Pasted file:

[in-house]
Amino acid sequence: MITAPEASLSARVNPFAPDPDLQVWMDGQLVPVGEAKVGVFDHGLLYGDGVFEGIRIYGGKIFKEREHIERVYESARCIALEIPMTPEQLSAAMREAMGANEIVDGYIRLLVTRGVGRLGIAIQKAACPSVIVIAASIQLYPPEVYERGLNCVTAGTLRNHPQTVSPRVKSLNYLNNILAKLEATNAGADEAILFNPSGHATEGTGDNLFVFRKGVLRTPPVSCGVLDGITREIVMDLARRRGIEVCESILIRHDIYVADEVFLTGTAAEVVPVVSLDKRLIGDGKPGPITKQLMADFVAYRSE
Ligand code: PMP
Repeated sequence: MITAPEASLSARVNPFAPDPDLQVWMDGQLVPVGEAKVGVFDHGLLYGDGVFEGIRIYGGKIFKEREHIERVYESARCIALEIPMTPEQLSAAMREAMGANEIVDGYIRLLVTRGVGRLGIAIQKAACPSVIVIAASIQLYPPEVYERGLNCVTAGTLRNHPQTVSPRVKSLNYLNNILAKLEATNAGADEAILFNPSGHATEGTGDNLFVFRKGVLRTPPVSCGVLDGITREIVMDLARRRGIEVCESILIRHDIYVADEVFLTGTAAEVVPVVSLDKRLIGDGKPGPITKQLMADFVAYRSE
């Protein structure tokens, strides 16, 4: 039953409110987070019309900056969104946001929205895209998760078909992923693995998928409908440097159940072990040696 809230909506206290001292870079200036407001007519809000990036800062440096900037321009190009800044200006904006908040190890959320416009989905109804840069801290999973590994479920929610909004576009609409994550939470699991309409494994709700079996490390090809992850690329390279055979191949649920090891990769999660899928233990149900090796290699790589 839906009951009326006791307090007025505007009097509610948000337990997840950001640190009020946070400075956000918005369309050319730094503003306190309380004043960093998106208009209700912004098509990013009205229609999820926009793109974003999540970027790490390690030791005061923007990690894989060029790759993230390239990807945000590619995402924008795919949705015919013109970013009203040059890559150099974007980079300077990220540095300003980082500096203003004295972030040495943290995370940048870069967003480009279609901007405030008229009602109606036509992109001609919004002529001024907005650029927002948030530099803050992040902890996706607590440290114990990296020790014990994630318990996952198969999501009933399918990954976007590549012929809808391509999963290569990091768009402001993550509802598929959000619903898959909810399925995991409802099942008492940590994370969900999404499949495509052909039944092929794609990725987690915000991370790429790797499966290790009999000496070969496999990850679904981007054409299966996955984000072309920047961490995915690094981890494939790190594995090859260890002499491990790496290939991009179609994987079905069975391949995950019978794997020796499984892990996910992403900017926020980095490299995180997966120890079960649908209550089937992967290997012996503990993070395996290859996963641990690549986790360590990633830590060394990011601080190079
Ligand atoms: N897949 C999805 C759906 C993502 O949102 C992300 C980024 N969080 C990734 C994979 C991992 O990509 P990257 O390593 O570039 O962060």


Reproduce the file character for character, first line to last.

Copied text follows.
[in-house]
Amino acid sequence: MITAPEASLSARVNPFAPDPDLQVWMDGQLVPVGEAKVGVFDHGLLYGDGVFEGIRIYGGKIFKEREHIERVYESARCIALEIPMTPEQLSAAMREAMGANEIVDGYIRLLVTRGVGRLGIAIQKAACPSVIVIAASIQLYPPEVYERGLNCVTAGTLRNHPQTVSPRVKSLNYLNNILAKLEATNAGADEAILFNPSGHATEGTGDNLFVFRKGVLRTPPVSCGVLDGITREIVMDLARRRGIEVCESILIRHDIYVADEVFLTGTAAEVVPVVSLDKRLIGDGKPGPITKQLMADFVAYRSE
Ligand code: PMP
Repeated sequence: MITAPEASLSARVNPFAPDPDLQVWMDGQLVPVGEAKVGVFDHGLLYGDGVFEGIRIYGGKIFKEREHIERVYESARCIALEIPMTPEQLSAAMREAMGANEIVDGYIRLLVTRGVGRLGIAIQKAACPSVIVIAASIQLYPPEVYERGLNCVTAGTLRNHPQTVSPRVKSLNYLNNILAKLEATNAGADEAILFNPSGHATEGTGDNLFVFRKGVLRTPPVSCGVLDGITREIVMDLARRRGIEVCESILIRHDIYVADEVFLTGTAAEVVPVVSLDKRLIGDGKPGPITKQLMADFVAYRSE
């Protein structure tokens, strides 16, 4: 039953409110987070019309900056969104946001929205895209998760078909992923693995998928409908440097159940072990040696 809230909506206290001292870079200036407001007519809000990036800062440096900037321009190009800044200006904006908040190890959320416009989905109804840069801290999973590994479920929610909004576009609409994550939470699991309409494994709700079996490390090809992850690329390279055979191949649920090891990769999660899928233990149900090796290699790589 839906009951009326006791307090007025505007009097509610948000337990997840950001640190009020946070400075956000918005369309050319730094503003306190309380004043960093998106208009209700912004098509990013009205229609999820926009793109974003999540970027790490390690030791005061923007990690894989060029790759993230390239990807945000590619995402924008795919949705015919013109970013009203040059890559150099974007980079300077990220540095300003980082500096203003004295972030040495943290995370940048870069967003480009279609901007405030008229009602109606036509992109001609919004002529001024907005650029927002948030530099803050992040902890996706607590440290114990990296020790014990994630318990996952198969999501009933399918990954976007590549012929809808391509999963290569990091768009402001993550509802598929959000619903898959909810399925995991409802099942008492940590994370969900999404499949495509052909039944092929794609990725987690915000991370790429790797499966290790009999000496070969496999990850679904981007054409299966996955984000072309920047961490995915690094981890494939790190594995090859260890002499491990790496290939991009179609994987079905069975391949995950019978794997020796499984892990996910992403900017926020980095490299995180997966120890079960649908209550089937992967290997012996503990993070395996290859996963641990690549986790360590990633830590060394990011601080190079
Ligand atoms: N897949 C999805 C759906 C993502 O949102 C992300 C980024 N969080 C990734 C994979 C991992 O990509 P990257 O390593 O570039 O962060």